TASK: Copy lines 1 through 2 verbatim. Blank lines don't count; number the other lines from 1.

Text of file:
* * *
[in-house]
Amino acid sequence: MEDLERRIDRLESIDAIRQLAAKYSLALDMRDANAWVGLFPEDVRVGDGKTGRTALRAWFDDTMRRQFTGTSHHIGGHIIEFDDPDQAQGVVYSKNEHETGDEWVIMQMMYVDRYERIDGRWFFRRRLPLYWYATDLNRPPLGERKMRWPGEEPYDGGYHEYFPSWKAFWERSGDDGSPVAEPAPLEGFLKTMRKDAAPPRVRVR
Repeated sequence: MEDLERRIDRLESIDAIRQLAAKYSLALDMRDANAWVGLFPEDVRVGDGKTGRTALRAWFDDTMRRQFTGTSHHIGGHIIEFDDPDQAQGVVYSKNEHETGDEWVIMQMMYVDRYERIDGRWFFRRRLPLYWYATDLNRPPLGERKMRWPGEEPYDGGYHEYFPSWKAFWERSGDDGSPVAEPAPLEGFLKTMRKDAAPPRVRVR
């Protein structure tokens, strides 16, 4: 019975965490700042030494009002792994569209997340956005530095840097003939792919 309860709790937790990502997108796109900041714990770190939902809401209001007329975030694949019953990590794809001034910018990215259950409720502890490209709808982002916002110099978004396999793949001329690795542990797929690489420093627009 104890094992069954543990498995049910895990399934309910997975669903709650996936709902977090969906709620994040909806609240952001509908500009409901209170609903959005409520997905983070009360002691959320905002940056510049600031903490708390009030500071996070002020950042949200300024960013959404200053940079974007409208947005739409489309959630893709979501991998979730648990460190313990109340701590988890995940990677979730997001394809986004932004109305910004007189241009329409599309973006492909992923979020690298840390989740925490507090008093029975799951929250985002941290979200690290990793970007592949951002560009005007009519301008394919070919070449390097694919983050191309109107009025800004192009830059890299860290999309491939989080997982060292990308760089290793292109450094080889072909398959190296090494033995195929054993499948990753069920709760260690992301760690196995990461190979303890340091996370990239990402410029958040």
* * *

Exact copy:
[in-house]
Amino acid sequence: MEDLERRIDRLESIDAIRQLAAKYSLALDMRDANAWVGLFPEDVRVGDGKTGRTALRAWFDDTMRRQFTGTSHHIGGHIIEFDDPDQAQGVVYSKNEHETGDEWVIMQMMYVDRYERIDGRWFFRRRLPLYWYATDLNRPPLGERKMRWPGEEPYDGGYHEYFPSWKAFWERSGDDGSPVAEPAPLEGFLKTMRKDAAPPRVRVR